Instrumental competences require cognitive abilities (abilities to understand and use the ideas); methodological abilities (abilities to understand and manage the environment, to organize time, to build a decision-making strategy and problem solutions); technological abilities (computer skills and abilities to manage information management and technology in general); linguistic abilities (communicative competences).

Interpersonal competences are tied to the individual abilities, emotional and interpersonal expressiveness, critical assessment and self-criticism, as well as social interaction skills, group cooperation and an ability to carry social and ethical obligations.

Systemic competences rely on a combination of understanding, perceptivity and knowledge, which allows an individual to perceive the parts and the whole in their interconnection and unity. These abilities include an ability to design changes to improve the existing systems and to development the new ones. Professional competences include knowledge and skills specific for a concrete activity; professional motivation; professional-oriented attitudes regarding the chosen specialty. These competences are realized as an awareness of prospective self-realization and self-expression in the professional sphere.

4. Discussion

Practical implementation of the teaching and educational process that provides conditions required to foster an individual's creative potential within the framework of higher education means that we have to carefully justify our choice of approaches, methods, tools and technologies. The resulting framework in pedagogy is usually described by the closely connected concepts of `teaching technology', `educational technology', `pedagogical technology'. Our analysis of the classifications of pedagogical technologies existing in research literature [1,11] helped to define some of the prospective pedagogical technologies useful for creating educational conditions for effective fostering and development of the students' creative potential.

The personalized teaching approach is based on the co-creative educational environment, which should foster self-improving personality possessing creative attitude towards his/her future profession, as well as motivation to progress in the chosen professional area. The use of such personalized approach, applied to the development of individual creative potential, strives to foster creative thinking as a professional and creative component of the future personality and to acquire the basics of professional experience.

Collaborative training is aimed at the development of individual social competences while maintaining intellectual autonomy. The feeling of participation in joint activity fosters individual responsibility and cultivates the culture of supportive interdependence among the team members. Working together to achieve successful results develops assertiveness, emotional stability, leadership potential, as well as social skills required in any field of professional activity: ability to find creative solutions, establish dialogue and manage conflicts.

One of methods of team work is the method of `brainstorming': a process of collectively solving an intellectual task by proposing individual solutions, often preliminary and even fantastical, which are subsequently discussed together [12]. This method aims to stimulate creative activity of each individual participant and to develop intellectual skills within the context of teamwork and in a situation limited in space and time (`here and now').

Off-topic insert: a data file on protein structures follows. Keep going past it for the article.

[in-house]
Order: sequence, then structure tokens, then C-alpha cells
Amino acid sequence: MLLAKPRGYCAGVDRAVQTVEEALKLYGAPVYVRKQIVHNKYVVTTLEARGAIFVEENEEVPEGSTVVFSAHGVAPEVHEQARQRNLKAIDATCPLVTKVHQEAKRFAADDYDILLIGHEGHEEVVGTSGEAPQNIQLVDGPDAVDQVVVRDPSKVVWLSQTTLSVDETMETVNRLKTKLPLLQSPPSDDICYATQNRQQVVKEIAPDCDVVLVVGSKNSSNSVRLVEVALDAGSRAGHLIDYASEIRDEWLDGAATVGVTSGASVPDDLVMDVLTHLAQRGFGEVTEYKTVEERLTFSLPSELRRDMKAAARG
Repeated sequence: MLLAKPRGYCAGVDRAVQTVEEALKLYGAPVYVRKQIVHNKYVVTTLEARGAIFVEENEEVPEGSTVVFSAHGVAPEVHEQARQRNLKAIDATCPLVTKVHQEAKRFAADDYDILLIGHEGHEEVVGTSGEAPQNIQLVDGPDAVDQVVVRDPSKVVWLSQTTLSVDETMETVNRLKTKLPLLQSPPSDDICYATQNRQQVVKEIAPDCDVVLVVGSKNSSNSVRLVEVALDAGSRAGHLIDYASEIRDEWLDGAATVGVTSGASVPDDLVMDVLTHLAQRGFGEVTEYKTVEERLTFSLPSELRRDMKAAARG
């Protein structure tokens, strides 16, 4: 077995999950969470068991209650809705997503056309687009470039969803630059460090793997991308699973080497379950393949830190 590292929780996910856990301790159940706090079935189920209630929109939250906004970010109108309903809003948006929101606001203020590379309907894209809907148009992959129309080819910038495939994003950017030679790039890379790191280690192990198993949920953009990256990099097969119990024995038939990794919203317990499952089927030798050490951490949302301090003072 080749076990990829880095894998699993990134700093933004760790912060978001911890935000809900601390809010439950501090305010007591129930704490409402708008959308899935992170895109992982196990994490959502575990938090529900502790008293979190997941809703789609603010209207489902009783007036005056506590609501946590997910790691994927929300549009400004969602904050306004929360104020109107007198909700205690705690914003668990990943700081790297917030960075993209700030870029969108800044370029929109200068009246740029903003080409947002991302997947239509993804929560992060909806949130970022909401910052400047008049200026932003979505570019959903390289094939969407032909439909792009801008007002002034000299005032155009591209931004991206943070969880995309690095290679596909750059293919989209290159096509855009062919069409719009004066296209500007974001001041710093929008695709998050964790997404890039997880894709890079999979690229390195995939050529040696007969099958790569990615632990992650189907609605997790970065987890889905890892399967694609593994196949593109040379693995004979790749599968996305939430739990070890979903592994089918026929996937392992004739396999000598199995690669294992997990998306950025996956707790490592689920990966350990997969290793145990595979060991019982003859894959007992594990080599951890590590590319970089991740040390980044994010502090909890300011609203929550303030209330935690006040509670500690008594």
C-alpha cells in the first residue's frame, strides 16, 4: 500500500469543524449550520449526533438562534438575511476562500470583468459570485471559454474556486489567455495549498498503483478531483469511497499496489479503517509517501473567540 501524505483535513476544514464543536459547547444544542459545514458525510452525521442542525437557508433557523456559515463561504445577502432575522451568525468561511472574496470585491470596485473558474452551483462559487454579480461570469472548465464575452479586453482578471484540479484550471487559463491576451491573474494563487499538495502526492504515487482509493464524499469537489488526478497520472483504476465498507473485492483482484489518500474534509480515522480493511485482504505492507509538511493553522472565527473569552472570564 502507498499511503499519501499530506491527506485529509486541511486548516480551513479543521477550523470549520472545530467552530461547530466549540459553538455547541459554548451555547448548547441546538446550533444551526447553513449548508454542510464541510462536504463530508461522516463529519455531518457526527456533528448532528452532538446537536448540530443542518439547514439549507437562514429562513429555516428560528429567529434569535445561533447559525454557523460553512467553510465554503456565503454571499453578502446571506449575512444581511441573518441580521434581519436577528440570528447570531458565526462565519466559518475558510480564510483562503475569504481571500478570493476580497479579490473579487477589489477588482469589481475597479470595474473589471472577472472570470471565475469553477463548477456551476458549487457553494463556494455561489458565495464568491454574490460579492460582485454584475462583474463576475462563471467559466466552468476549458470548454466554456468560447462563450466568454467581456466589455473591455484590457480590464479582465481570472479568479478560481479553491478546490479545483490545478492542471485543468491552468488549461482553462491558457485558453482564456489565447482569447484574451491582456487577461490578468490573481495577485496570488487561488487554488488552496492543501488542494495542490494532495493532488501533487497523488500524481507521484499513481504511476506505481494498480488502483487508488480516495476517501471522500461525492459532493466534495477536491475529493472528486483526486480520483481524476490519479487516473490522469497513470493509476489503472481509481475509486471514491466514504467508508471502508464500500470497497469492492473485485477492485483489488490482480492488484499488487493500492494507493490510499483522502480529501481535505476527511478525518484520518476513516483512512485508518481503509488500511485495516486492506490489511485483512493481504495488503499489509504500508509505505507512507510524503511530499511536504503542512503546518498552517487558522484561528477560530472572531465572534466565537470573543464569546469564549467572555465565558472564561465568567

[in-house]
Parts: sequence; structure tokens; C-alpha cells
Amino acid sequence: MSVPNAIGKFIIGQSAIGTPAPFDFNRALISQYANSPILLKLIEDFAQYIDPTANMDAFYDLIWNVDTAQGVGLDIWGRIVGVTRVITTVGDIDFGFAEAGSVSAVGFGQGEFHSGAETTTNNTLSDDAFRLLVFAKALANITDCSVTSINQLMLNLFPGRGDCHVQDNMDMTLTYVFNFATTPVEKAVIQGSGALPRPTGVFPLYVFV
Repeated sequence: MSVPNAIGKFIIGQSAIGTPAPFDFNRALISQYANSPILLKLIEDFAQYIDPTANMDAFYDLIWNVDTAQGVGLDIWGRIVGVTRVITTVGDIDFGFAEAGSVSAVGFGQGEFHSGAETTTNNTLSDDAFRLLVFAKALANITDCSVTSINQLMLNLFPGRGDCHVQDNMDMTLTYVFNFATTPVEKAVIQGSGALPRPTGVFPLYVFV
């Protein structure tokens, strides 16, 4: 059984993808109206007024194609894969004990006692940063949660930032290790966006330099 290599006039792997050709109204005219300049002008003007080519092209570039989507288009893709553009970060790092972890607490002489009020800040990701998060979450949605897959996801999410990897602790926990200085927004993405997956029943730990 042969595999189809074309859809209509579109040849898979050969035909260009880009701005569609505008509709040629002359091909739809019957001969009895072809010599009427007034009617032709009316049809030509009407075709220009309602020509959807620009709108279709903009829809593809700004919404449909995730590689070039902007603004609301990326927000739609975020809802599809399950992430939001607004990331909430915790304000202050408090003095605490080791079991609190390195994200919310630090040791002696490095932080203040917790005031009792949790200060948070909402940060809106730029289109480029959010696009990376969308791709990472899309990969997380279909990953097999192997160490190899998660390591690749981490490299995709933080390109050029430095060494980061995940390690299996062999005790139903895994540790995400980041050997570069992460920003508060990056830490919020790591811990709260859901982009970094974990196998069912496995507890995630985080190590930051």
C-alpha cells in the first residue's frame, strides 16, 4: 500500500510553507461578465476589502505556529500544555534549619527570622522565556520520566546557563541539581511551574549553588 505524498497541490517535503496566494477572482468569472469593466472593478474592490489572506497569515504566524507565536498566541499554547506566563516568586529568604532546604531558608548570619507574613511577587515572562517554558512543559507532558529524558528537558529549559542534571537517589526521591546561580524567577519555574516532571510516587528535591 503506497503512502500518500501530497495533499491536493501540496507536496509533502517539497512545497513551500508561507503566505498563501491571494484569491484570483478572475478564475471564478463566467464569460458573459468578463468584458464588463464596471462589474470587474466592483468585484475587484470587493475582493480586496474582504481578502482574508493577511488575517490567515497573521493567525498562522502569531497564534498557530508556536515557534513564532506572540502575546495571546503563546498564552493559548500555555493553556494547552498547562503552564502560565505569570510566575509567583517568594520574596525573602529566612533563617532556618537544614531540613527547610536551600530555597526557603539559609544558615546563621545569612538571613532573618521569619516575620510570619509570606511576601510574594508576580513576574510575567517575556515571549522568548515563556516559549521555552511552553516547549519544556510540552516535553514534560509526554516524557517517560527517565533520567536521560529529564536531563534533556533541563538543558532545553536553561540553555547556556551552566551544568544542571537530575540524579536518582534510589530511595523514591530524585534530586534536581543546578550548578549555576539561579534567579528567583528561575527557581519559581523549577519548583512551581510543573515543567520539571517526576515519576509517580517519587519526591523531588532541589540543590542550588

The students' personal qualities and the development of their individual creative potential are not pre-programmed by the official standards of higher education – they are a part of the culture in general, partly inheriting the tradition that is formed within the system of secondary education. However, students do develop their individual creative potential during their studies (especially in humanities), when they acquire knowledge and understanding of the cultural past and develop their own value attitudes, while interiorizing the past culture (for example, by reflecting on the cultural past, an individual can analyze contemporary sociocultural processes). In practice, teaching humanities, for example, presupposes the development of more sophisticated understanding of the world. The goal of higher education – especially humanities – is to `produce' more complex individuals by teaching them a non-linear tridimensional understanding of the world and an ability to grasp complex reality.

This task can be easily incorporated into the framework of higher education. Transmission of cultural values is possible through the transmission of culture itself, as well as past and present cultural artifacts in their complex interaction; by exploring the history of changing world-pictures and cultural ideals. This process fosters the development of students' creative potential: their abilities to correlate different value systems and world-views, thereby understanding the complexity of the world; their awareness of the importance of common humanistic human values. In this respect, higher education becomes an institute and a mechanism of cultural reproduction in society, establishing conditions the fostering students' development and their personal self-realization; for the flowering of their creative individual potential.

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ISSN: 2518-6841